Airmen fend off simulated flu epidemic
By Maj. Bryon M. Turner, 103rd Airlift Wing
/ Published February 13, 2015
SAVANNAH COMBAT READINESS TRAINING CENTER - Garden City, Ga. -- Airmen from the 103rd Airlift Wing successfully completed a three-day public health exercise while deployed to the Combat Readiness Training Center, Savannah, Georgia, Jan. 7, 2015.
The exercise put the Flying Yankees to the test with a simulated flu epidemic that required a robust medical response to work hand-in-hand with a complex accountability process.
"The exercise was a great learning opportunity for our new wing inspection team members," said Lt. Col. James Guerrera, inspector general for the 103rd Airlift Wing. "We also highlighted a number of strengths across the unit and areas where process improvements have already begun."
The first patient in the exercise was Airman First Class Gabriel Cartagena, an Airman assigned to the 103rd Force Support Squadron and works in the dining facility. Although his simulated illness turned out to be something unrelated, many casualties with the flu would follow.
"This exercise was a great experience for the medical group; it helped us to identify areas of improvement for the clinic and allowed our public health team, Senior Airman Duquette and Senior Airman Baker, to develop their skills," said Maj. Tara Hood, who served as the deployed medical staff's officer in charge.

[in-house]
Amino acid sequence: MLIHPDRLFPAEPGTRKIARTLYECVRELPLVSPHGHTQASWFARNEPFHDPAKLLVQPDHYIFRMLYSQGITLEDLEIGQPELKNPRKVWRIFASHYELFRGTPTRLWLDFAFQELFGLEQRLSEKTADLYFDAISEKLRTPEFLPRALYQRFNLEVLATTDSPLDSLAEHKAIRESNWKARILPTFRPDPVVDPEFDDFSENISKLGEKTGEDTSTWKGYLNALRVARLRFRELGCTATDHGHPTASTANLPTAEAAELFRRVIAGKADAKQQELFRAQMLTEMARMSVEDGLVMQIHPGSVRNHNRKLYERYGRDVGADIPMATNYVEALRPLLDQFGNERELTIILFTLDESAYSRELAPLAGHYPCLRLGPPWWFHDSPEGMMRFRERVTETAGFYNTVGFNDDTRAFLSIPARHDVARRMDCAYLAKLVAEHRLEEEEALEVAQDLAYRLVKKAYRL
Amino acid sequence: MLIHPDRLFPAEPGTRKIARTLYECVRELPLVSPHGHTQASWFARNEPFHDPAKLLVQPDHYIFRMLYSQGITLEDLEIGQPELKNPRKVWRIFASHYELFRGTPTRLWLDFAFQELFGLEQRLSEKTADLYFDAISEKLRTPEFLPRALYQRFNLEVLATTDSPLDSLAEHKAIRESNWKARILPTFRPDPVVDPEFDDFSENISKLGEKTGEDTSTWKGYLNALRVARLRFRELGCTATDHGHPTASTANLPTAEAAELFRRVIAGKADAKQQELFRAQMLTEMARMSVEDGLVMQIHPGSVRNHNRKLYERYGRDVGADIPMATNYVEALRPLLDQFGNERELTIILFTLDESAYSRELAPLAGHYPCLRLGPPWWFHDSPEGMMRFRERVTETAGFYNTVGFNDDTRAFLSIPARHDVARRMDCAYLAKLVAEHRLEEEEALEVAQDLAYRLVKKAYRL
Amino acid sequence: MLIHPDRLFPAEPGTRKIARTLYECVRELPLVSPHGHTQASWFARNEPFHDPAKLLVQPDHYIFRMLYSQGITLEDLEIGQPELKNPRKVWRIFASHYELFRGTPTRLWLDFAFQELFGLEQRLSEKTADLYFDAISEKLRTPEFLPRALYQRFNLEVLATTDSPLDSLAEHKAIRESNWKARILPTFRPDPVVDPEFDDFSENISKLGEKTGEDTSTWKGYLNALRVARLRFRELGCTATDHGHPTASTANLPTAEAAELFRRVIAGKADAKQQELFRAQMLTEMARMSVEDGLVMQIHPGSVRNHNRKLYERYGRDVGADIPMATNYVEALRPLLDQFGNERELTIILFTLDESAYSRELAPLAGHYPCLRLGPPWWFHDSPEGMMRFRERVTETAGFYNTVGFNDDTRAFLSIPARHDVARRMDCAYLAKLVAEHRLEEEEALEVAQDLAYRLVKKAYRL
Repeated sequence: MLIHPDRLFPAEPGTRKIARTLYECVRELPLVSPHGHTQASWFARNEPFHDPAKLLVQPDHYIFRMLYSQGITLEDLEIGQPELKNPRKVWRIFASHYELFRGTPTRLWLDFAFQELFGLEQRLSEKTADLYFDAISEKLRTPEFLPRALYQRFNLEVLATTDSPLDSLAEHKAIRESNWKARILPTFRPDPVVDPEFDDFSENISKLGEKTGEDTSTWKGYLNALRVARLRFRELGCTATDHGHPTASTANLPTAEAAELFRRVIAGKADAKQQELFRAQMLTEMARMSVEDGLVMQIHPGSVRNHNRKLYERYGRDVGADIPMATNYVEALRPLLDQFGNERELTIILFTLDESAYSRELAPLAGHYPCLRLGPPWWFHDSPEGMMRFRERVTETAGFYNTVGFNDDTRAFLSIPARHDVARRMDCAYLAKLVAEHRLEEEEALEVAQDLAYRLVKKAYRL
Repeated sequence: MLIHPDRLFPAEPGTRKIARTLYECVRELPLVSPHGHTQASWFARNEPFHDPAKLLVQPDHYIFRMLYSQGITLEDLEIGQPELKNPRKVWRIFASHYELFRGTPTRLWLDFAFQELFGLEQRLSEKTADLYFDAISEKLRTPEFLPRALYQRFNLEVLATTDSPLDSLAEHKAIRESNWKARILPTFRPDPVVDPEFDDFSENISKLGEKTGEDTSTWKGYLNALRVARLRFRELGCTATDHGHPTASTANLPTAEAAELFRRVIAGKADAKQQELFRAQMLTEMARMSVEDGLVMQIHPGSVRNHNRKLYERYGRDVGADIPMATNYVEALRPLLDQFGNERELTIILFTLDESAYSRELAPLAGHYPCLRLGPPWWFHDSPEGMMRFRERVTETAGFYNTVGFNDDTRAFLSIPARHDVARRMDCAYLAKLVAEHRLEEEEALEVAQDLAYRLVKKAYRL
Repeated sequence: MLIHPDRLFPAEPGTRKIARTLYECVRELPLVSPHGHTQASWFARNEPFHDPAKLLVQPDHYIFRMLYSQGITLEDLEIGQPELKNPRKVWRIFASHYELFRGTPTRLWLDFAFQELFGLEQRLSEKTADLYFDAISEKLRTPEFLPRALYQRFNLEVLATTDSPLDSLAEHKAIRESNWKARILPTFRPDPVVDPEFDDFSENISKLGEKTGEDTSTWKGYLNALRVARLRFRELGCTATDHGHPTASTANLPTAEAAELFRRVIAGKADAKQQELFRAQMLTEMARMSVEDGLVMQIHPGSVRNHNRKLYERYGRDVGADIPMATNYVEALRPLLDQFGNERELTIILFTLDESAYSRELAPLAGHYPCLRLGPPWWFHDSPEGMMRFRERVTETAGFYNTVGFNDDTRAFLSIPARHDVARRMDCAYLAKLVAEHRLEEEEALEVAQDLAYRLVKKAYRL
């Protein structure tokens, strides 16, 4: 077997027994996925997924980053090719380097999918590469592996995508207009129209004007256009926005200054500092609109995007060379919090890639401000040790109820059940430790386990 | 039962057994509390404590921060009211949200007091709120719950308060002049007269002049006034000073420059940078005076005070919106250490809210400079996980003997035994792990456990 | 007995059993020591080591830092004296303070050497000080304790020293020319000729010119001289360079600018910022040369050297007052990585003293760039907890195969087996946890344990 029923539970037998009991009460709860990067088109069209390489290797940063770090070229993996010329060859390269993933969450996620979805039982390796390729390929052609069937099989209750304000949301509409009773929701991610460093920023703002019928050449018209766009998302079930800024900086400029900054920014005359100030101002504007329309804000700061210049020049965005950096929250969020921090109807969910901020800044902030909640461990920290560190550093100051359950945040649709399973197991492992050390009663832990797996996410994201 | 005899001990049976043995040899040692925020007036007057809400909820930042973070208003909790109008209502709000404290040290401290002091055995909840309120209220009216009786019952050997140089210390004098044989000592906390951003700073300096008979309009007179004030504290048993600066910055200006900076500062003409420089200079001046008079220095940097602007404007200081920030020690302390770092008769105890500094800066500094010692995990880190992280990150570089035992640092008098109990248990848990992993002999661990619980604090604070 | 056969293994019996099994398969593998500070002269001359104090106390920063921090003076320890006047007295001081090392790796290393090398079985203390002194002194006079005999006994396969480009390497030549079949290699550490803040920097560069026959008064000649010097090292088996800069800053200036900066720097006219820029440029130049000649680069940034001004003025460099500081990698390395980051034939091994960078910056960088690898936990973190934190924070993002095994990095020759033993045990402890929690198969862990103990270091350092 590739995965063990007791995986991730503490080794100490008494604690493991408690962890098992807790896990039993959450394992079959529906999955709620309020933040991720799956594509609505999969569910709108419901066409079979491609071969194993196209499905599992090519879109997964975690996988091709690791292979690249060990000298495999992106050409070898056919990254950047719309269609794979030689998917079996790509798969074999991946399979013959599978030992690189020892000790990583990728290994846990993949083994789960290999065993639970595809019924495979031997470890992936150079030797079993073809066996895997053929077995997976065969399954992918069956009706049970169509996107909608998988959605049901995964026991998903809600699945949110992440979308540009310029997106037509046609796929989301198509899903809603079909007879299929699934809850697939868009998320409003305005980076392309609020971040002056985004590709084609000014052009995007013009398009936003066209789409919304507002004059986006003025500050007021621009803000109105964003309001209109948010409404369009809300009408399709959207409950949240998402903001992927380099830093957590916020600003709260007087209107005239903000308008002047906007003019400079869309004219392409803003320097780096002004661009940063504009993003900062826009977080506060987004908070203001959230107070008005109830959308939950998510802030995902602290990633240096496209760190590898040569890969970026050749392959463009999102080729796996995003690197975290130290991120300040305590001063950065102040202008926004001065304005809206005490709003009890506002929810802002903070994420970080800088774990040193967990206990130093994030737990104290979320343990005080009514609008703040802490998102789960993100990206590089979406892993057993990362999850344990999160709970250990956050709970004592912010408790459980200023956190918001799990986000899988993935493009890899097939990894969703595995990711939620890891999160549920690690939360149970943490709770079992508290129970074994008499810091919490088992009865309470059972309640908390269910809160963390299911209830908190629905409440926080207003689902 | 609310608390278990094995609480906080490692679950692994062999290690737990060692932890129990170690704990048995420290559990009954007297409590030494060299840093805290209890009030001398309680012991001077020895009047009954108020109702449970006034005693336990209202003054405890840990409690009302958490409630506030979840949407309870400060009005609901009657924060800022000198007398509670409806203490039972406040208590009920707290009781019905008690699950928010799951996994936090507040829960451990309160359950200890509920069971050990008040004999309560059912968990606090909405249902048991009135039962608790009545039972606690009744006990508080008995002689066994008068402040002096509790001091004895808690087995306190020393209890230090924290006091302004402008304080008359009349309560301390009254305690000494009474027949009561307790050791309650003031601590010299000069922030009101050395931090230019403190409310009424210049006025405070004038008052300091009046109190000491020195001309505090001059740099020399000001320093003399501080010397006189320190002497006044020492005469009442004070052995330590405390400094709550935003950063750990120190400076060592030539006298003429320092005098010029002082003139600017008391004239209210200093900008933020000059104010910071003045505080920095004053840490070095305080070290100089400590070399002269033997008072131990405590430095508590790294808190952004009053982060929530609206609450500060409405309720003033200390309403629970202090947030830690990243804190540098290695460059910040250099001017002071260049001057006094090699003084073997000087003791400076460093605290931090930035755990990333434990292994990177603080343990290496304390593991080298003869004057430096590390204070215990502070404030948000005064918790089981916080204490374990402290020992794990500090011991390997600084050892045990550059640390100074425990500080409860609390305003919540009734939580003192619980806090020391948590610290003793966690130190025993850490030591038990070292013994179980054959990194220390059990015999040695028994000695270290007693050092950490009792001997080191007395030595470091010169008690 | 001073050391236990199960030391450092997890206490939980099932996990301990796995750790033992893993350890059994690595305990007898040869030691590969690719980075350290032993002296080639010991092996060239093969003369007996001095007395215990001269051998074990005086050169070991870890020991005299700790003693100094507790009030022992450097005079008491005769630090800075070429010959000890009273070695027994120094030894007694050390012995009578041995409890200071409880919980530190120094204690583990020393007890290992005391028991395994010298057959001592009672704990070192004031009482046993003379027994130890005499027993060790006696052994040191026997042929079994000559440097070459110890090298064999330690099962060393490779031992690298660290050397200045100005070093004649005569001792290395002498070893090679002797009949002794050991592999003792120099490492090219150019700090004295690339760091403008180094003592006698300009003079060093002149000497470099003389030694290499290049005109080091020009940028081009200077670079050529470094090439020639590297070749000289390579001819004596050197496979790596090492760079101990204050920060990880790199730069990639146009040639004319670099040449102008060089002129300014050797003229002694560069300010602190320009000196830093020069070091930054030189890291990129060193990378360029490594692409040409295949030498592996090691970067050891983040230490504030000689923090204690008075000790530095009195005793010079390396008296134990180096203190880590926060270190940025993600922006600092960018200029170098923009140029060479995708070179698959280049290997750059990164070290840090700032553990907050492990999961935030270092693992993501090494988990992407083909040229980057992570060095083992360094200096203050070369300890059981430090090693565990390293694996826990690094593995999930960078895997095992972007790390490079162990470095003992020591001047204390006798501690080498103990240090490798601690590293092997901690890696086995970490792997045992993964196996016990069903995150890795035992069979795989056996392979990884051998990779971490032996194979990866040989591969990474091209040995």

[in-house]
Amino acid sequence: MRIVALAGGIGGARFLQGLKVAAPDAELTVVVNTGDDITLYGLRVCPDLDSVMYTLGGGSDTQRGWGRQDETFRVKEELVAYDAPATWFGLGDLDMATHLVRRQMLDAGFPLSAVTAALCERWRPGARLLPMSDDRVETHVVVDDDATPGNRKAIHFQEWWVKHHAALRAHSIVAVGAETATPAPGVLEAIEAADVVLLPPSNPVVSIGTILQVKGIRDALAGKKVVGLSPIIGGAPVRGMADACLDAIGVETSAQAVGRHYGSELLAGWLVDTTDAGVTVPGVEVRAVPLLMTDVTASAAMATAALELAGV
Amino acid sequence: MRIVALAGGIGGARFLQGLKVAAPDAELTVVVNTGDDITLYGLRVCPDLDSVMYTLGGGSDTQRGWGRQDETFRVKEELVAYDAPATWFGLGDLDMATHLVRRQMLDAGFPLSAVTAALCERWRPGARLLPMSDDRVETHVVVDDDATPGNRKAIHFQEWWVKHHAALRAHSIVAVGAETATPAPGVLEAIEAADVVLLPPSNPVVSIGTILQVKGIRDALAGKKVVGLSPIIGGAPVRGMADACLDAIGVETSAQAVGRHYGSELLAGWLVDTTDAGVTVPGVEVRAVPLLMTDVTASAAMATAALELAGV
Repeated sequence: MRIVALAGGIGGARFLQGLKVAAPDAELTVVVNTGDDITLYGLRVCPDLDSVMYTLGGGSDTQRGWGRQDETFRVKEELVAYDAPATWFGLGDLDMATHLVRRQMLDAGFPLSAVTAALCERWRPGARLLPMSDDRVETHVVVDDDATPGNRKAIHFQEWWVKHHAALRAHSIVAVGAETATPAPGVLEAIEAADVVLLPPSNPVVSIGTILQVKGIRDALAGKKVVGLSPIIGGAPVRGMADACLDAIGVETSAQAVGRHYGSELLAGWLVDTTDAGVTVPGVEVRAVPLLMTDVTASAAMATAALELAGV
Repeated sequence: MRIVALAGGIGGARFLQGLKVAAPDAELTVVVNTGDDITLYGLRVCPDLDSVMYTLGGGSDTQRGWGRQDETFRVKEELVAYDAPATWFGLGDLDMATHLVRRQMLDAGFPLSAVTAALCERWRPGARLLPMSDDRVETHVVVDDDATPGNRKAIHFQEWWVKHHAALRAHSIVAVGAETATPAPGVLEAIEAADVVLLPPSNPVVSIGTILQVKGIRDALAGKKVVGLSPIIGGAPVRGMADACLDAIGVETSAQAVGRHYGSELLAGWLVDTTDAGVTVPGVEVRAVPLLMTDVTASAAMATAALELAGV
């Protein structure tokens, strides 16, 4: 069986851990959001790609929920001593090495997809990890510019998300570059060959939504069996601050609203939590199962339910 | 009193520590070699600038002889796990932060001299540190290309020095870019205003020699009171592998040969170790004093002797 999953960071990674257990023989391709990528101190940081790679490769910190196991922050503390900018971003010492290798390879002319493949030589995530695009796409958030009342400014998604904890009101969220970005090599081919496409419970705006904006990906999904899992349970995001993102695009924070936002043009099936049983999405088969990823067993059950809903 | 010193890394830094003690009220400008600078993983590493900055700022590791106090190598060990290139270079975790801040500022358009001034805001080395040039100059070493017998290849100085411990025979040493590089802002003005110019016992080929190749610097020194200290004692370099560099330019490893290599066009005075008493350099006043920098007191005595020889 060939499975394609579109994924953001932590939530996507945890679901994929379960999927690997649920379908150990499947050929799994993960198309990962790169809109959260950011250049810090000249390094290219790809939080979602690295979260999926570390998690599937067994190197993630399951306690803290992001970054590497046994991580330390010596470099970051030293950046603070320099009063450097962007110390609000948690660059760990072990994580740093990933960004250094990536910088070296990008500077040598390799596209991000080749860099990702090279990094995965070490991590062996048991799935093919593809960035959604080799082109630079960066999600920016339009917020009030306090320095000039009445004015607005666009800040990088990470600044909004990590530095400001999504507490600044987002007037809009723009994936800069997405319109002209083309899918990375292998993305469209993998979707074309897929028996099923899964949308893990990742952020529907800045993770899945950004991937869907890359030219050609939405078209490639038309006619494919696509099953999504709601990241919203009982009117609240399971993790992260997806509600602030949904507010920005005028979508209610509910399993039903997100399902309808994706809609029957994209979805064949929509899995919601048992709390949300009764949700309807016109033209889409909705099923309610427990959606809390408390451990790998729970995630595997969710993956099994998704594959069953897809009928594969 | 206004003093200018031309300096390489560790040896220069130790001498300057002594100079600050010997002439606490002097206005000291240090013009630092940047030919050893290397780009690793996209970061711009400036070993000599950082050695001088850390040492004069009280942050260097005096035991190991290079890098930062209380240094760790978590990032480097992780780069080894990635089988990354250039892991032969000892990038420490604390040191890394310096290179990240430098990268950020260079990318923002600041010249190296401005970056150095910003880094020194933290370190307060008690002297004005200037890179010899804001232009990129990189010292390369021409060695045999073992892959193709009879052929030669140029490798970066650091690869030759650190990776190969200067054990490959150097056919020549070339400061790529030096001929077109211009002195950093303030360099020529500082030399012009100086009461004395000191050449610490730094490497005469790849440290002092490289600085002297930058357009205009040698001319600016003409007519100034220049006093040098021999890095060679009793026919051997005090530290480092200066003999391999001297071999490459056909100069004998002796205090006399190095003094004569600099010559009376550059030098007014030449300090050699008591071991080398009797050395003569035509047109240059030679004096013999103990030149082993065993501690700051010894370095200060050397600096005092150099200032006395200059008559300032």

As the scenario came to a crescendo, more than 25 Airmen became ill, all of whom were eventually confined to quarters, creating an accountability challenge for personnel assigned to the 103rd Force Support Squadron's personnel support for contingency operations team. PERSCO members successfully accomplished casualty reports for each of the sick Airmen, including some of their own.
Staff Sgt. Kayla Smith, assigned to the 103rd Force Support Squadron, was a victim of a simulated fire-ant attack which re-sulted in a severe allergic reaction. 1st Lt. Coleen Hitt, a member of the 103rd Medical Group, rushed across base on foot and administered lifesaving aid while a civilian ambulance rushed to the site. Smith would spend the next simulated 24 hours at a local hospital as she recovered.
"The clinical staff received good training for disease identifica-tion and disease management--they adapted to the stressors of being overwhelmed by causalities in a remote environment," said Hood. "It was an excellent experience for our junior staff and officers to take on new leadership roles."
Members of the 103rd Medical Group also conducted door-to-door house calls at lodging, providing critical medical aid as needed for the sick Airmen, including Cartagena.
"I felt good, it helped me know everyone is here to help all of us," said Cartagena. "If I really got sick, I'd want the same treatment."
Throughout the exercise, wing inspection team members captured detailed notes based on their observations; notes that will be entered into the inspector general evaluation management system to assist unit members in making positive changes to key processes.
"A formal IGEMS report will be created and corrective action plans will be required to achieve unit improvements moving forward," said Guerrera.